Ep 172 | How to Build Your Board's Marketing Team with Sabrina Walker Hernandez
Marketing is a task that is ongoing for the sustainability of your organization. It helps to bring in donors, volunteers, board members, and awareness to the community you serve. Setting up your marketing committee for success can not only help kep the board motivated, it will also help you get more support from your committee.
What you'll learn:
→ the power of a marketing task force.
→ how to recruit amazing marketing board members.
→ ways to set your board members up for success.
Want to skip ahead? Here are key takeaways:
[7:27] Task Force Start by bringing an experienced marketing person onto the board. That person can lead a temporary task force to come up with goals and strategies, and can also help your organization build relationships.
[15:37] Five and Four Build your task force with five people that can help put a plan in place. Schedule to meet with each other four times to create an execution plan on how to market.
[19:50] Executing The Plan Use resources that the people in your task force can provide to help with executing your marketing plan. Collaborate with local schools and businesses to help reduce costs but still be able to get your message out there.
Sabrina Walker Hernandez
Founder, Supporting World Hope
Sabrina is a certified consultant, coach, facilitator, & bestselling author that helps nonprofit and small business build relationships that increase revenue. She has over 25 years of experience in nonprofit management, fundraising, and leadership. Among Sabrina’s successes is that she increased operation revenue from $750,000 to $2.5M and completed a $12M comprehensive capital campaign in the 3rd poorest county in the United States. She has facilitated numerous workshops with hundreds of nonprofit and business professionals. Sabrina is certified in Nonprofit Management by Harvard Business School. She is an active community leader and volunteer in Edinburg, Texas where she is based. Learn more: https://supportingworldhope.com/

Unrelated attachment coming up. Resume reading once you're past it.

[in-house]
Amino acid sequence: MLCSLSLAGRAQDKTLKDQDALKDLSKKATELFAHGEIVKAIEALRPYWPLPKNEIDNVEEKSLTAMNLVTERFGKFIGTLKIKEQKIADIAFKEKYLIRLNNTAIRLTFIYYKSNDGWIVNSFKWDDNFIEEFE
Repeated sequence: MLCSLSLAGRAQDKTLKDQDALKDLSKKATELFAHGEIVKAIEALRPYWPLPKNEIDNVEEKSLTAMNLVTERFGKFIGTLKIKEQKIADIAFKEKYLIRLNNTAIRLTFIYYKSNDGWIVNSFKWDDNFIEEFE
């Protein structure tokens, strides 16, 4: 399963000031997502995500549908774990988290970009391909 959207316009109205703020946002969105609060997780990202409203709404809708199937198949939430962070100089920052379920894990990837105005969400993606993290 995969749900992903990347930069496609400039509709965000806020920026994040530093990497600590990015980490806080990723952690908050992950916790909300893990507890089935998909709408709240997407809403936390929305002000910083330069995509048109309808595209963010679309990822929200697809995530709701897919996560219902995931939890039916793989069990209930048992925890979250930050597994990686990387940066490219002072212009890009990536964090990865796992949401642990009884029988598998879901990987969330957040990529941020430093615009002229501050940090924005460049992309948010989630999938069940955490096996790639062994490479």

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[Sami Bedell-Mulhern] A well functioning productive board can be a major game changer for a nonprofit. And it can also be one of the biggest pain points trying to figure out who should be on the board, what role should they play? How can we maximize and make them the most effective as possible? And so I'm really excited today to talk through the marketing side of your boards. Specifically, how can you utilize your board for marketing? How can you help create a marketing plan? All the things around marketing and your board. So I have guest Sabrina Walker Hernandez on today to share with you ways to kind of go from start to finish with creating marketing, marketing tasks, marketing reporting, who do you bring onto your board? How do you pull all of that together, so you don't have to do it all by yourself, but you're also not tasking your board members to do all of the things. So I really think you're going to enjoy this conversation that we have. Sabrina is a certified consultant coach, facilitator and best selling author that helps nonprofits and small businesses build relationships that increase revenue. She has over 25 years of experience in nonprofit management, fundraising and leadership. Among Sabrina's successes is that she increased operation revenue from 750,000 to 2.5 million and completed a $12 million comprehensive capital campaign in the third poorest county in the United States. She has facilitated numerous workshops with hundreds of nonprofit and business professionals. Sabrina is certified in nonprofit management by Harvard Business School. She's an active community leader and volunteer in Edinburg, Texas, where she is based. She has some very tactical and actionable things to share with you today on how to really use your board and marketing and why marketing and fundraising are so critical and critically aligned. So take a listen to this episode. Let me know what you think. I'm really excited because we haven't really talked about board management in regards to marketing on this podcast before. So if you want more of this kind of topic, please let me know. But before we get into it, this episode is brought to you by the online fundraising virtual Summit. It all kicks off in a matter of weeks, October 24 through the 28th. And I'm so grateful to Do Good Better Consulting and nonprofit boot camp for helping me bring this to you. During this week, we are going to have 20 plus speakers sharing with you their expertise on how to build, grow and expand your monthly donor program. How can you start having a strong, thriving recurring Donor Program that then allows you to turn those donors into major givers and major donors. So it all goes down October 24, through the 28th. So head on over to onlinefundraisingsummit.com to grab your free ticket today. See you there. Let's get into the episode.